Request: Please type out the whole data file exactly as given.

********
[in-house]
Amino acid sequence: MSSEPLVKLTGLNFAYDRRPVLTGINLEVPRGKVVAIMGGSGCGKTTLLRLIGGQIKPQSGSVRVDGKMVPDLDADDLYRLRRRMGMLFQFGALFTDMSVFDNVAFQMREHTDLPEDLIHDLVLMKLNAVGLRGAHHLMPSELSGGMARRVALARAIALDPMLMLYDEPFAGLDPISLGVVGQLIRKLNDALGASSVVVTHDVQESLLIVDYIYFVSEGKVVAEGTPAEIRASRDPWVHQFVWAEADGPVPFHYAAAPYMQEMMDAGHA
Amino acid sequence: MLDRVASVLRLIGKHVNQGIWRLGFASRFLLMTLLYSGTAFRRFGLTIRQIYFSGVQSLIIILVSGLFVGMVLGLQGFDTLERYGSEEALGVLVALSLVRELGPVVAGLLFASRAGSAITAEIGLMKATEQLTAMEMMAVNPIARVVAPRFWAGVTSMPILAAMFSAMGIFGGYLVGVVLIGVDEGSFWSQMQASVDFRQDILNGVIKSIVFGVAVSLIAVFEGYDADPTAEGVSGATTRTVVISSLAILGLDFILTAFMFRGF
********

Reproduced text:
[in-house]
Amino acid sequence: MSSEPLVKLTGLNFAYDRRPVLTGINLEVPRGKVVAIMGGSGCGKTTLLRLIGGQIKPQSGSVRVDGKMVPDLDADDLYRLRRRMGMLFQFGALFTDMSVFDNVAFQMREHTDLPEDLIHDLVLMKLNAVGLRGAHHLMPSELSGGMARRVALARAIALDPMLMLYDEPFAGLDPISLGVVGQLIRKLNDALGASSVVVTHDVQESLLIVDYIYFVSEGKVVAEGTPAEIRASRDPWVHQFVWAEADGPVPFHYAAAPYMQEMMDAGHA
Amino acid sequence: MLDRVASVLRLIGKHVNQGIWRLGFASRFLLMTLLYSGTAFRRFGLTIRQIYFSGVQSLIIILVSGLFVGMVLGLQGFDTLERYGSEEALGVLVALSLVRELGPVVAGLLFASRAGSAITAEIGLMKATEQLTAMEMMAVNPIARVVAPRFWAGVTSMPILAAMFSAMGIFGGYLVGVVLIGVDEGSFWSQMQASVDFRQDILNGVIKSIVFGVAVSLIAVFEGYDADPTAEGVSGATTRTVVISSLAILGLDFILTAFMFRGF